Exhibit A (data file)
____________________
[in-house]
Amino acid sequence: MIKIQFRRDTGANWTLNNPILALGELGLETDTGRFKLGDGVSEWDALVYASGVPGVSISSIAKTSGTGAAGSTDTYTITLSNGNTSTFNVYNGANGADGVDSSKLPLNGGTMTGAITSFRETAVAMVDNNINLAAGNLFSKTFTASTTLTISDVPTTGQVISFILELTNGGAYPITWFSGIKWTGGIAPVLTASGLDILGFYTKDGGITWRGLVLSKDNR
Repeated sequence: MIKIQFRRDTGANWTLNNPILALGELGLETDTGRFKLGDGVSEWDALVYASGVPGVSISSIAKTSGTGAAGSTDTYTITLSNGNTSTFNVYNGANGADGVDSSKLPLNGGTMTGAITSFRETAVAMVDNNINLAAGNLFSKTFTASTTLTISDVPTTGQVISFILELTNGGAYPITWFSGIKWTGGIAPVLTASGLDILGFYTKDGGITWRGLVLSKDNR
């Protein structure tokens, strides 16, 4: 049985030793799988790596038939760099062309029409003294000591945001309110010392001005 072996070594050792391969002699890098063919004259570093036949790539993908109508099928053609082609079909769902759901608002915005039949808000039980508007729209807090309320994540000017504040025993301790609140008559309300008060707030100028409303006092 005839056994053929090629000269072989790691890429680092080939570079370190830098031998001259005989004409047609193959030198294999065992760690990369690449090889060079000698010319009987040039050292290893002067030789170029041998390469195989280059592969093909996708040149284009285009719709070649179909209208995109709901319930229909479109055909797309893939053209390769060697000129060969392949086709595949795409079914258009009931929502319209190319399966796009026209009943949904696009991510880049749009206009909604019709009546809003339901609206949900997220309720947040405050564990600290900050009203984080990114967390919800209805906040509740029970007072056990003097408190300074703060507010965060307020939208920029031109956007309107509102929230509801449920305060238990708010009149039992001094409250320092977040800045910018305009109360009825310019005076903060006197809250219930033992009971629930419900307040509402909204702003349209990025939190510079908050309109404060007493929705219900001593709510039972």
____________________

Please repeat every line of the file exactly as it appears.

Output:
[in-house]
Amino acid sequence: MIKIQFRRDTGANWTLNNPILALGELGLETDTGRFKLGDGVSEWDALVYASGVPGVSISSIAKTSGTGAAGSTDTYTITLSNGNTSTFNVYNGANGADGVDSSKLPLNGGTMTGAITSFRETAVAMVDNNINLAAGNLFSKTFTASTTLTISDVPTTGQVISFILELTNGGAYPITWFSGIKWTGGIAPVLTASGLDILGFYTKDGGITWRGLVLSKDNR
Repeated sequence: MIKIQFRRDTGANWTLNNPILALGELGLETDTGRFKLGDGVSEWDALVYASGVPGVSISSIAKTSGTGAAGSTDTYTITLSNGNTSTFNVYNGANGADGVDSSKLPLNGGTMTGAITSFRETAVAMVDNNINLAAGNLFSKTFTASTTLTISDVPTTGQVISFILELTNGGAYPITWFSGIKWTGGIAPVLTASGLDILGFYTKDGGITWRGLVLSKDNR
């Protein structure tokens, strides 16, 4: 049985030793799988790596038939760099062309029409003294000591945001309110010392001005 072996070594050792391969002699890098063919004259570093036949790539993908109508099928053609082609079909769902759901608002915005039949808000039980508007729209807090309320994540000017504040025993301790609140008559309300008060707030100028409303006092 005839056994053929090629000269072989790691890429680092080939570079370190830098031998001259005989004409047609193959030198294999065992760690990369690449090889060079000698010319009987040039050292290893002067030789170029041998390469195989280059592969093909996708040149284009285009719709070649179909209208995109709901319930229909479109055909797309893939053209390769060697000129060969392949086709595949795409079914258009009931929502319209190319399966796009026209009943949904696009991510880049749009206009909604019709009546809003339901609206949900997220309720947040405050564990600290900050009203984080990114967390919800209805906040509740029970007072056990003097408190300074703060507010965060307020939208920029031109956007309107509102929230509801449920305060238990708010009149039992001094409250320092977040800045910018305009109360009825310019005076903060006197809250219930033992009971629930419900307040509402909204702003349209990025939190510079908050309109404060007493929705219900001593709510039972």